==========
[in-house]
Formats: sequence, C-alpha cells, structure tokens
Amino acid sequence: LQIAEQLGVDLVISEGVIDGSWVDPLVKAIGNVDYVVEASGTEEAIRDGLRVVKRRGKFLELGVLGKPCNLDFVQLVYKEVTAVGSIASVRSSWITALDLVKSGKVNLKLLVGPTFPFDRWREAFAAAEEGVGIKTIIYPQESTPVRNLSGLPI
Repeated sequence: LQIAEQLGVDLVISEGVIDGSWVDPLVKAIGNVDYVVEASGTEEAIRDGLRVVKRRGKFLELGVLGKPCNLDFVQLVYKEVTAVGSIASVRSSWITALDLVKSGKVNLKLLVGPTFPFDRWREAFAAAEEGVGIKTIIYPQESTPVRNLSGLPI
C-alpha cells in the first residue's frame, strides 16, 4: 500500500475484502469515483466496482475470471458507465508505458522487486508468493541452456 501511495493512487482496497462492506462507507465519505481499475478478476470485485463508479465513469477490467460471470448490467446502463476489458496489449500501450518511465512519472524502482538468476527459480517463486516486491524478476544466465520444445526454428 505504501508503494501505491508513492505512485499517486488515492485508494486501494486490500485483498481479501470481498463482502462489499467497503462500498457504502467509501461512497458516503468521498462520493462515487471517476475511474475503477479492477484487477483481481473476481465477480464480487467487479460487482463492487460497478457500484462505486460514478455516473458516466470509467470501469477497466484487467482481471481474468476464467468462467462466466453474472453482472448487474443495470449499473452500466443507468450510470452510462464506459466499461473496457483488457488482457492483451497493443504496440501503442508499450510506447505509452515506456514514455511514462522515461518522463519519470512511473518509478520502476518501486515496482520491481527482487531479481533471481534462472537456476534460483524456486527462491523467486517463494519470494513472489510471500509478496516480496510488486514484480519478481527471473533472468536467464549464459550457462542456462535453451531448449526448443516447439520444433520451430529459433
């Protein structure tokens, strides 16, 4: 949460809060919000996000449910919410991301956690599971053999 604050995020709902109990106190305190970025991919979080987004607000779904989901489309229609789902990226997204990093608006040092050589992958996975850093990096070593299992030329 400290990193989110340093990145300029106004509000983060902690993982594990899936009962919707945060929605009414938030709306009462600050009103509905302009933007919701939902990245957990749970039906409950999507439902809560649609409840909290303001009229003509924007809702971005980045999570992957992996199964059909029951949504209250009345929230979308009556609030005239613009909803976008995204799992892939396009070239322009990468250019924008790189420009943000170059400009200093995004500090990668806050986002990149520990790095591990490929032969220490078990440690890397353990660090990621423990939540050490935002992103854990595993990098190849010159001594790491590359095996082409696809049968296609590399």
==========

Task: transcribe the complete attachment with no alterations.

[in-house]
Formats: sequence, C-alpha cells, structure tokens
Amino acid sequence: LQIAEQLGVDLVISEGVIDGSWVDPLVKAIGNVDYVVEASGTEEAIRDGLRVVKRRGKFLELGVLGKPCNLDFVQLVYKEVTAVGSIASVRSSWITALDLVKSGKVNLKLLVGPTFPFDRWREAFAAAEEGVGIKTIIYPQESTPVRNLSGLPI
Repeated sequence: LQIAEQLGVDLVISEGVIDGSWVDPLVKAIGNVDYVVEASGTEEAIRDGLRVVKRRGKFLELGVLGKPCNLDFVQLVYKEVTAVGSIASVRSSWITALDLVKSGKVNLKLLVGPTFPFDRWREAFAAAEEGVGIKTIIYPQESTPVRNLSGLPI
C-alpha cells in the first residue's frame, strides 16, 4: 500500500475484502469515483466496482475470471458507465508505458522487486508468493541452456 501511495493512487482496497462492506462507507465519505481499475478478476470485485463508479465513469477490467460471470448490467446502463476489458496489449500501450518511465512519472524502482538468476527459480517463486516486491524478476544466465520444445526454428 505504501508503494501505491508513492505512485499517486488515492485508494486501494486490500485483498481479501470481498463482502462489499467497503462500498457504502467509501461512497458516503468521498462520493462515487471517476475511474475503477479492477484487477483481481473476481465477480464480487467487479460487482463492487460497478457500484462505486460514478455516473458516466470509467470501469477497466484487467482481471481474468476464467468462467462466466453474472453482472448487474443495470449499473452500466443507468450510470452510462464506459466499461473496457483488457488482457492483451497493443504496440501503442508499450510506447505509452515506456514514455511514462522515461518522463519519470512511473518509478520502476518501486515496482520491481527482487531479481533471481534462472537456476534460483524456486527462491523467486517463494519470494513472489510471500509478496516480496510488486514484480519478481527471473533472468536467464549464459550457462542456462535453451531448449526448443516447439520444433520451430529459433
């Protein structure tokens, strides 16, 4: 949460809060919000996000449910919410991301956690599971053999 604050995020709902109990106190305190970025991919979080987004607000779904989901489309229609789902990226997204990093608006040092050589992958996975850093990096070593299992030329 400290990193989110340093990145300029106004509000983060902690993982594990899936009962919707945060929605009414938030709306009462600050009103509905302009933007919701939902990245957990749970039906409950999507439902809560649609409840909290303001009229003509924007809702971005980045999570992957992996199964059909029951949504209250009345929230979308009556609030005239613009909803976008995204799992892939396009070239322009990468250019924008790189420009943000170059400009200093995004500090990668806050986002990149520990790095591990490929032969220490078990440690890397353990660090990621423990939540050490935002992103854990595993990098190849010159001594790491590359095996082409696809049968296609590399």